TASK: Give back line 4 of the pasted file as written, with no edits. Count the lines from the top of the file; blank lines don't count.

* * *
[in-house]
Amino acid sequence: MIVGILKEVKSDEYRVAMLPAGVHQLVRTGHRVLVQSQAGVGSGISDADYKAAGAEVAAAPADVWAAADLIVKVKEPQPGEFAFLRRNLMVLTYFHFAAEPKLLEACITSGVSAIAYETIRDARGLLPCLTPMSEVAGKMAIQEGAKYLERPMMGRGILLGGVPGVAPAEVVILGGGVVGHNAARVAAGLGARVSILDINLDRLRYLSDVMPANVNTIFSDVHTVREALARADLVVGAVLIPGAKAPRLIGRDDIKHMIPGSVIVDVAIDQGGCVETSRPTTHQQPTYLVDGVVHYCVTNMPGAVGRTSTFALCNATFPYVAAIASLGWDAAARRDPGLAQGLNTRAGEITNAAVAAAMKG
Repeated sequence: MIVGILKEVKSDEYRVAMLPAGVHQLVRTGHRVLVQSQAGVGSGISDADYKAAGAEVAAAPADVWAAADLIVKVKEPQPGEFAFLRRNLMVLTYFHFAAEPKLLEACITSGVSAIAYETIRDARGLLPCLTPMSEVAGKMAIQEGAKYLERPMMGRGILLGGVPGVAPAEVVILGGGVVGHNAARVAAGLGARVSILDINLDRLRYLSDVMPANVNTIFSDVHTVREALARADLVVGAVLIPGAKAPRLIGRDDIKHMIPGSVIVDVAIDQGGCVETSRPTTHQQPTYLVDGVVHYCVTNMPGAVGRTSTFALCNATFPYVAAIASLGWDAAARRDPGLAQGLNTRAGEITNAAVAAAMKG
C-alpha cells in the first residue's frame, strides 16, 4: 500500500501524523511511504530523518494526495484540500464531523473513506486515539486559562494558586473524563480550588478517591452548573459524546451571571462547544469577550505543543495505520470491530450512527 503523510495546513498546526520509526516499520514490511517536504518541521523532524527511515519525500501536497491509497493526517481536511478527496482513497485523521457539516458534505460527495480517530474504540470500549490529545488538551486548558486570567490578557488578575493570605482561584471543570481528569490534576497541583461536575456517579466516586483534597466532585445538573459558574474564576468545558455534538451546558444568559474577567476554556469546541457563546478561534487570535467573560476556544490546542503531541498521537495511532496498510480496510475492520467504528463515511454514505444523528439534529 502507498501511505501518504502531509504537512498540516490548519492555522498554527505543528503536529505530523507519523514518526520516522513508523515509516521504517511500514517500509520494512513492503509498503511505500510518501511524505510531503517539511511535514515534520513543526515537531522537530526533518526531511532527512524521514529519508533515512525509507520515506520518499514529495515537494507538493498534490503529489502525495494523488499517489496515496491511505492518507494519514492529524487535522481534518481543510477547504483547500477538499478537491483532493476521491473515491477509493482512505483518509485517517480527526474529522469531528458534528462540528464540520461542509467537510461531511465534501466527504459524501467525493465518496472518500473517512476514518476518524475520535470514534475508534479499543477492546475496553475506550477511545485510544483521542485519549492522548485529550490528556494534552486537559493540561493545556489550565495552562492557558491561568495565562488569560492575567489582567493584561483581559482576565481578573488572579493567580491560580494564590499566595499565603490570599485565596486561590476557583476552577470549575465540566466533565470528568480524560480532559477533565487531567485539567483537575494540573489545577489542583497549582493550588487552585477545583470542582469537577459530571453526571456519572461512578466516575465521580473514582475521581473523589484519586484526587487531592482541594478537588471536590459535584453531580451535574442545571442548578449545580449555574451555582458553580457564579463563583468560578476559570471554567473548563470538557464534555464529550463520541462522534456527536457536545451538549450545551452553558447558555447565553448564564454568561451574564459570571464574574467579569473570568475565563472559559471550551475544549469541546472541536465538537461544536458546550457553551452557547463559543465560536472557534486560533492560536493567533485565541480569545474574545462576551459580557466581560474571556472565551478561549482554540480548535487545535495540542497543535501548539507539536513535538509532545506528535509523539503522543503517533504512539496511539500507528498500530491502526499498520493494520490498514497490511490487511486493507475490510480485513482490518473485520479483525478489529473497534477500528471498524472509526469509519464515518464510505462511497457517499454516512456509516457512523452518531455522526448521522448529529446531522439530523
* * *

C-alpha cells in the first residue's frame, strides 16, 4: 500500500501524523511511504530523518494526495484540500464531523473513506486515539486559562494558586473524563480550588478517591452548573459524546451571571462547544469577550505543543495505520470491530450512527 503523510495546513498546526520509526516499520514490511517536504518541521523532524527511515519525500501536497491509497493526517481536511478527496482513497485523521457539516458534505460527495480517530474504540470500549490529545488538551486548558486570567490578557488578575493570605482561584471543570481528569490534576497541583461536575456517579466516586483534597466532585445538573459558574474564576468545558455534538451546558444568559474577567476554556469546541457563546478561534487570535467573560476556544490546542503531541498521537495511532496498510480496510475492520467504528463515511454514505444523528439534529 502507498501511505501518504502531509504537512498540516490548519492555522498554527505543528503536529505530523507519523514518526520516522513508523515509516521504517511500514517500509520494512513492503509498503511505500510518501511524505510531503517539511511535514515534520513543526515537531522537530526533518526531511532527512524521514529519508533515512525509507520515506520518499514529495515537494507538493498534490503529489502525495494523488499517489496515496491511505492518507494519514492529524487535522481534518481543510477547504483547500477538499478537491483532493476521491473515491477509493482512505483518509485517517480527526474529522469531528458534528462540528464540520461542509467537510461531511465534501466527504459524501467525493465518496472518500473517512476514518476518524475520535470514534475508534479499543477492546475496553475506550477511545485510544483521542485519549492522548485529550490528556494534552486537559493540561493545556489550565495552562492557558491561568495565562488569560492575567489582567493584561483581559482576565481578573488572579493567580491560580494564590499566595499565603490570599485565596486561590476557583476552577470549575465540566466533565470528568480524560480532559477533565487531567485539567483537575494540573489545577489542583497549582493550588487552585477545583470542582469537577459530571453526571456519572461512578466516575465521580473514582475521581473523589484519586484526587487531592482541594478537588471536590459535584453531580451535574442545571442548578449545580449555574451555582458553580457564579463563583468560578476559570471554567473548563470538557464534555464529550463520541462522534456527536457536545451538549450545551452553558447558555447565553448564564454568561451574564459570571464574574467579569473570568475565563472559559471550551475544549469541546472541536465538537461544536458546550457553551452557547463559543465560536472557534486560533492560536493567533485565541480569545474574545462576551459580557466581560474571556472565551478561549482554540480548535487545535495540542497543535501548539507539536513535538509532545506528535509523539503522543503517533504512539496511539500507528498500530491502526499498520493494520490498514497490511490487511486493507475490510480485513482490518473485520479483525478489529473497534477500528471498524472509526469509519464515518464510505462511497457517499454516512456509516457512523452518531455522526448521522448529529446531522439530523